When House of Cards' third season opens, Kevin Spacey's murderous politician Frank Underwood is fooling the world again.
From the very first scene, he's bringing a presidential motorcade to his tiny hometown of Gaffney, S.C., pretending to honor his father's grave for the press.
"Nobody showed up for his funeral except me, not even my mother," Underwood says in one of those sly asides where he speaks directly to the audience. "But I'll tell you this ... When they bury me, it won't be in my backyard. And when they pay their respects, they'll have to wait in line."
As he says this, Underwood relieves himself on his father's grave, out of the media's sight. That's when we see the real man: manipulative, arrogant and ruthlessly focused on his own legacy.
That's a major theme for this latest season of House of Cards — or at least, throughout the first six episodes made available to critics (Netflix releases all episodes for the season to customers today).
Last season ended as Frank Underwood was appointed president. As this year's story begins, he's been at the job for six months, and we see a man used to winning hit more than a few roadblocks.
One of the first signs of trouble is Underwood's struggle to explain a new jobs program on the Colbert Report, which Stephen Colbert still hosts in the House of Cards universe.
"This is a fundamentally different look at how to solve the problems of unemployment," Underwood tells Colbert. "It has the size and the scope of the New Deal."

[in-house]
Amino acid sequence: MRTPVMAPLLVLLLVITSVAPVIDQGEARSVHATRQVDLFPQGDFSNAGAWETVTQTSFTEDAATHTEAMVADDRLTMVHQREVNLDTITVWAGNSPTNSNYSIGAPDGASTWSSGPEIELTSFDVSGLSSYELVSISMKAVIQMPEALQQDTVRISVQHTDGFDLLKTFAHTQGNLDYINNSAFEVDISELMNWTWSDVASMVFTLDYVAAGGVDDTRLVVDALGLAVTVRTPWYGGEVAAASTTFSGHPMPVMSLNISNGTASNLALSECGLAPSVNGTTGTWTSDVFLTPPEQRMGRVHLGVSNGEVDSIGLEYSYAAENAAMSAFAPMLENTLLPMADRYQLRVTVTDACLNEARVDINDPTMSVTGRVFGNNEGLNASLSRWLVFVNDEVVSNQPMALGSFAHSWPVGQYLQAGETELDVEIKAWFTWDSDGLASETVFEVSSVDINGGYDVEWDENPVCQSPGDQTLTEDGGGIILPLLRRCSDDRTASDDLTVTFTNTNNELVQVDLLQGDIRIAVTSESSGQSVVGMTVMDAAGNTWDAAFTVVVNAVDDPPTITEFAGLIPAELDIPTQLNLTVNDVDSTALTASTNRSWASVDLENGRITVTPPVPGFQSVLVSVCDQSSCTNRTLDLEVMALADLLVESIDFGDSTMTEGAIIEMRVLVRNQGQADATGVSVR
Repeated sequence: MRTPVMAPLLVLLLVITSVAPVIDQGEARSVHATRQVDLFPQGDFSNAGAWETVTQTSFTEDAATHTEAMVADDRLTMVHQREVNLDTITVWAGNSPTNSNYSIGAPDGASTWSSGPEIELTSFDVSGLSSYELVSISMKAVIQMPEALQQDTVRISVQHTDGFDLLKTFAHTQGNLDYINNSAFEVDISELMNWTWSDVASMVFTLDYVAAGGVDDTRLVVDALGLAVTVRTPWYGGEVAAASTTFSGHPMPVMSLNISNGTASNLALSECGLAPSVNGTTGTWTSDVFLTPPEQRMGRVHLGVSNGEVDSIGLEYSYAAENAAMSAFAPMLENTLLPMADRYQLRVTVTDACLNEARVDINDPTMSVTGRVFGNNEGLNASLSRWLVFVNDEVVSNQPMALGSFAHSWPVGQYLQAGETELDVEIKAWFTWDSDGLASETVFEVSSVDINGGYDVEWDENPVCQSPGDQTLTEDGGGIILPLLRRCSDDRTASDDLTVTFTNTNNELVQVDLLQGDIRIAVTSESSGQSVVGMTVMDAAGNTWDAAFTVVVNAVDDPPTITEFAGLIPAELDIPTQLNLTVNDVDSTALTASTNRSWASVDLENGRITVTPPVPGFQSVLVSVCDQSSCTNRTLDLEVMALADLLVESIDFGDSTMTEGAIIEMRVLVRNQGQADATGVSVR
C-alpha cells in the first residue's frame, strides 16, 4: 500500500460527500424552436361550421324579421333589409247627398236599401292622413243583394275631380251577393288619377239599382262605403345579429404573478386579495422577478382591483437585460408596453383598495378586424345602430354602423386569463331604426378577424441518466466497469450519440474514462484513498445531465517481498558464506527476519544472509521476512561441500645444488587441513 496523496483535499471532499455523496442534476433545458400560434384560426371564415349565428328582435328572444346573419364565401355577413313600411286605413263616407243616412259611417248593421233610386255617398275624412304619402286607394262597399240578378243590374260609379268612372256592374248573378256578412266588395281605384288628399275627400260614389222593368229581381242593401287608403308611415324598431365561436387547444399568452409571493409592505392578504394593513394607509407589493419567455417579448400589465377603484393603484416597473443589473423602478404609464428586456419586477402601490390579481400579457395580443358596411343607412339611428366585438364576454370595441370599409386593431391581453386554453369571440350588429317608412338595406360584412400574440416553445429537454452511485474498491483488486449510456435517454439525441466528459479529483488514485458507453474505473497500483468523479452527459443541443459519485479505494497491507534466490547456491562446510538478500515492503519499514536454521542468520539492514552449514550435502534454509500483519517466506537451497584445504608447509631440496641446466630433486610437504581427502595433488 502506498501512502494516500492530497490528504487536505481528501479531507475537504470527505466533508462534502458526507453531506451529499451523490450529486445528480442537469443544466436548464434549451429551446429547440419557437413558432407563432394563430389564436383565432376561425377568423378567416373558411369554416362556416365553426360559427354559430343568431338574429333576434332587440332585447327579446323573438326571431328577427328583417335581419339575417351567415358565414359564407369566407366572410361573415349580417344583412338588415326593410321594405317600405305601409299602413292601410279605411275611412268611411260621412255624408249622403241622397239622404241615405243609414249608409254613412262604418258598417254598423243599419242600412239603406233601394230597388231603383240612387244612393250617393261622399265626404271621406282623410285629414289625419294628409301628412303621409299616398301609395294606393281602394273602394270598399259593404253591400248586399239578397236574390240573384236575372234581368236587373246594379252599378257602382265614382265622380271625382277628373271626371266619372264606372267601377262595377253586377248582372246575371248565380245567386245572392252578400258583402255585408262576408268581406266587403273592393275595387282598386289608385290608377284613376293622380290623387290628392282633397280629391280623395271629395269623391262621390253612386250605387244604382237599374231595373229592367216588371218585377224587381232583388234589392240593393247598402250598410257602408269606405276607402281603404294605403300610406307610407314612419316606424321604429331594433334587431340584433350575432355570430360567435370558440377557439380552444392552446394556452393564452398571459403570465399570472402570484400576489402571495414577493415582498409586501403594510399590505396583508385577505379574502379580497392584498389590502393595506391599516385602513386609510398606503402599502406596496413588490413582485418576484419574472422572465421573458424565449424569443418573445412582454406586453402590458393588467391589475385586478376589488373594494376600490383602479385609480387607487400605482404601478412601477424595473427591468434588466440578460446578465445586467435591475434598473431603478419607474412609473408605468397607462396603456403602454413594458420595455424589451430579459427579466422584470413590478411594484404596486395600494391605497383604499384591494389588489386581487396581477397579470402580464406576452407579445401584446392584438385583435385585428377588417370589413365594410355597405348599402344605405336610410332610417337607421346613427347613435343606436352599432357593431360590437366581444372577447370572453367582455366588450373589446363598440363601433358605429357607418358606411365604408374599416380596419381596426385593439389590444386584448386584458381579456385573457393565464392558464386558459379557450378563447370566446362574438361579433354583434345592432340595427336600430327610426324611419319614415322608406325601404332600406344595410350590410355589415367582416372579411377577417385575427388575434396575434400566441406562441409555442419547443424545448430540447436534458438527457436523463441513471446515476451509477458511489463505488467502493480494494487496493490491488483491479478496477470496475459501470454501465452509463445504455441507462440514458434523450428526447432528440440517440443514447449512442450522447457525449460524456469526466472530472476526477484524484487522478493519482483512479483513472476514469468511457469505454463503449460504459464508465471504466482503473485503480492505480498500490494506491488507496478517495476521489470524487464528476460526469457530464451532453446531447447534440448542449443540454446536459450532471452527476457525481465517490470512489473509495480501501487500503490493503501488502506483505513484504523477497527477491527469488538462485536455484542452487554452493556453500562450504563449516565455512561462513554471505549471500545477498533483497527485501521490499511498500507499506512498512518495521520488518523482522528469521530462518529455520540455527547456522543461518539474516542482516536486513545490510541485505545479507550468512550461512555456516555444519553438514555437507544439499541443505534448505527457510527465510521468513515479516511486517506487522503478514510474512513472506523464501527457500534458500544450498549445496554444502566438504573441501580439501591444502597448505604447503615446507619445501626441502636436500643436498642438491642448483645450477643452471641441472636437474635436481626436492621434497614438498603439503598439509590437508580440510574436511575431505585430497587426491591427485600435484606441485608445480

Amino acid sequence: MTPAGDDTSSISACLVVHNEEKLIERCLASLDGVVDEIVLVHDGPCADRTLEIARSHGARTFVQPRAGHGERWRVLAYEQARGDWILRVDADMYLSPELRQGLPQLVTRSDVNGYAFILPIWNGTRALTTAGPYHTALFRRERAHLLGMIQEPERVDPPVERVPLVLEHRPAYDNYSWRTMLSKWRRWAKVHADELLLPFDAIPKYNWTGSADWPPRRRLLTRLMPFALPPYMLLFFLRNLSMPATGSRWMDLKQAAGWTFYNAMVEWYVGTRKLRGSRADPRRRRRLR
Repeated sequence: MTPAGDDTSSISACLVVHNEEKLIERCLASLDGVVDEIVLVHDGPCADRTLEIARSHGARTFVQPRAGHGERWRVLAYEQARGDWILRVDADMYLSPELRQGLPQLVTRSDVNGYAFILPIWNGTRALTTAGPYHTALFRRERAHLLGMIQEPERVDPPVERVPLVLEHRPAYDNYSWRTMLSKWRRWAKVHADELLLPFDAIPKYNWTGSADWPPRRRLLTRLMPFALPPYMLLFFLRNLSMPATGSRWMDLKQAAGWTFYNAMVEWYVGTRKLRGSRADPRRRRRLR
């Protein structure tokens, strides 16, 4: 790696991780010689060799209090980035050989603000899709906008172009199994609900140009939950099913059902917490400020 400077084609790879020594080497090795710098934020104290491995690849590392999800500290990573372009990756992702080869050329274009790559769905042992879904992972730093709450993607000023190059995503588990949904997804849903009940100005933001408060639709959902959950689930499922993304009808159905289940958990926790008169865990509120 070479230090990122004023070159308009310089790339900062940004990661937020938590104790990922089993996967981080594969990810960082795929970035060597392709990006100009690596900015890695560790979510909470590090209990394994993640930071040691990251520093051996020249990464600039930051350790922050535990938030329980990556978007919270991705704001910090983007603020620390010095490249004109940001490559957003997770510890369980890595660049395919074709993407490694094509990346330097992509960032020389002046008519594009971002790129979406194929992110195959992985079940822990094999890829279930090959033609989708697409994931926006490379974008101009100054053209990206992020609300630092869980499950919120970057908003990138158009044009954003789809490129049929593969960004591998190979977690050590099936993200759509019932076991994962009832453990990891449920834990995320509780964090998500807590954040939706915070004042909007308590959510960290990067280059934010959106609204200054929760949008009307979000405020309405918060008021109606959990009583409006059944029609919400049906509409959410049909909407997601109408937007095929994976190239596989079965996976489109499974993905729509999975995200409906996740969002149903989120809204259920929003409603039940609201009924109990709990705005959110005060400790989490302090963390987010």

Colbert's reply goes or the jugular: "Oh, so it's a socialist redistribution of wealth wherein the baby boomers will latch onto the millennials like a lamprey and just keep sucking until they're as dry as a crouton."
There's even trouble with Underwood's Lady Macbeth of a wife, Claire Underwood, who reacts to a crisis of conscience by publicly undercutting her husband. That enrages President Underwood: "You want to know what takes real courage?" he snarls at his wife. "Keeping your mouth shut. No matter what you might be feeling. Holding it all together, when the stakes are this high."
Claire Underwood, played with steely reserve by Robin Wright, is uncharacteristically conflicted. "We're murderers, Francis," she tells him.
"No we're not," Frank replies. "We're survivors."
These setbacks actually solve a problem critics uncovered in House of Cards' first two seasons: Everything worked too well. At a time of real-life congressional paralysis, Frank Underwood got a historic education bill passed. He also killed a political patsy and an investigative journalist looking into his crimes.
But as Colbert notes, Frank Underwood the President has a different track record. "You've been president for six months," Colbert says to Underwood. "Unemployment has gone up, our trade deficit with China has increased ... I'm not entirely sure that you'll be able to eradicate unemployment the way you've been able to eradicate your approval polls."
Some of this can get a little tedious. Watching Underwood push a presidential commission into cutting Social Security for his jobs program feels like watching a dramatic reading of a subcommittee meeting on C-SPAN.
And there's something frustrating for viewers in seeing the show's central character turned from a devilish antihero with all the answers into an often-impotent villain.
Still, the new season's early episodes are a binge-watcher's delight. Bingeing on some shows is a little dangerous; it's easy to miss important details in the rush to uncover the next plot point.
But House of Cards benefits from hurried viewing. It keeps you from noticing how much of a political soap opera it really is, or questioning who to root for, since every major character is just different shades of self-obsessed and power hungry.
And if Claire Underwood really decides to fight her husband's evil, it could be the TV showdown of the year — redeeming the culture of Washington politics while rewarding the binge watchers one more time.